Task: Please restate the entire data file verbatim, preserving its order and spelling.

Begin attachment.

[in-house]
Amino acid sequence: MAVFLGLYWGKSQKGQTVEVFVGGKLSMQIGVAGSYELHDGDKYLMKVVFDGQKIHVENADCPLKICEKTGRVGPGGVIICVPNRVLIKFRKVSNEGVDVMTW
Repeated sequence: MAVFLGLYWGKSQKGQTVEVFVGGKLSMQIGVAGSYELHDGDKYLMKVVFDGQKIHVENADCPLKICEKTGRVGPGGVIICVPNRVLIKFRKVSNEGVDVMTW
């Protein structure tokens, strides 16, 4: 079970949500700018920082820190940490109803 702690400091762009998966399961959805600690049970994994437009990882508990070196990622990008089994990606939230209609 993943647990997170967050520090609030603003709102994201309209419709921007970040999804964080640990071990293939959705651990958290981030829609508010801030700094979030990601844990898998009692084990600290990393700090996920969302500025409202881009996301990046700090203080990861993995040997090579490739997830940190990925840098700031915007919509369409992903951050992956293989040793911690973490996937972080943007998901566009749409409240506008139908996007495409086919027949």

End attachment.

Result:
[in-house]
Amino acid sequence: MAVFLGLYWGKSQKGQTVEVFVGGKLSMQIGVAGSYELHDGDKYLMKVVFDGQKIHVENADCPLKICEKTGRVGPGGVIICVPNRVLIKFRKVSNEGVDVMTW
Repeated sequence: MAVFLGLYWGKSQKGQTVEVFVGGKLSMQIGVAGSYELHDGDKYLMKVVFDGQKIHVENADCPLKICEKTGRVGPGGVIICVPNRVLIKFRKVSNEGVDVMTW
């Protein structure tokens, strides 16, 4: 079970949500700018920082820190940490109803 702690400091762009998966399961959805600690049970994994437009990882508990070196990622990008089994990606939230209609 993943647990997170967050520090609030603003709102994201309209419709921007970040999804964080640990071990293939959705651990958290981030829609508010801030700094979030990601844990898998009692084990600290990393700090996920969302500025409202881009996301990046700090203080990861993995040997090579490739997830940190990925840098700031915007919509369409992903951050992956293989040793911690973490996937972080943007998901566009749409409240506008139908996007495409086919027949």